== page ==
The received wisdom is that future Egyptian president Gamal Abdel Nasser and other Arab leaders led popular uprisings against colonial rule that forced the overextended British from the region. Drawing on newly declassified archives, James Barr argues instead that the U.S. was the driving force behind Britain's exit. Despite being allies, they found themselves at odds over the Middle East, from who owned Saudi Arabia's oil to who should control the Suez Canal. Encouraging and exploiting widespread opposition to the British, the US intrigued its way to power, ultimately becoming as resented as the British had been. As Barr shows here, it is impossible to understand the region today without first grappling with this little-known power struggle.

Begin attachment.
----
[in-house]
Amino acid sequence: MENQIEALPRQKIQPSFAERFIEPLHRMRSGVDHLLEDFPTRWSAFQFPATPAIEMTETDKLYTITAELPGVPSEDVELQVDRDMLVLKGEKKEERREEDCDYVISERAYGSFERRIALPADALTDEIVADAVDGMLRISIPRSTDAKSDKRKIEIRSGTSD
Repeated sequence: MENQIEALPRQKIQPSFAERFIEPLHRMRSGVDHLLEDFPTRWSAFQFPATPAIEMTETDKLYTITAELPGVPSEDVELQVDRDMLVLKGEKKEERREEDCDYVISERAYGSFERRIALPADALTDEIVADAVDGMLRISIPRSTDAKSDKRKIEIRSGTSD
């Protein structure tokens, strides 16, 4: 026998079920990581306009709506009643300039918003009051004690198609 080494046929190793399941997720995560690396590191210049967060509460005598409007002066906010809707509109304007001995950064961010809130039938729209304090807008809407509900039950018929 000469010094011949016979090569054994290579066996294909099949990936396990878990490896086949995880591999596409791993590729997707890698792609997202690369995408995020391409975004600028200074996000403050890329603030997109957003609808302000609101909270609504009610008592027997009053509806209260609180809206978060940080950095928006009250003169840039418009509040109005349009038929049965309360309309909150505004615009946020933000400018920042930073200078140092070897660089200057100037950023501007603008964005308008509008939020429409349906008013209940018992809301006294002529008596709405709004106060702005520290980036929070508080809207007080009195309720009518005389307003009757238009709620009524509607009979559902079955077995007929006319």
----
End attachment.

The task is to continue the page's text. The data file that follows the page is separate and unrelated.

"Beautifully written and deeply researched.... [This book] goes far beyond classic diplomatic history ... superbly illustrating the constraints of Britain's decline and America's inexorable rise."—Guardian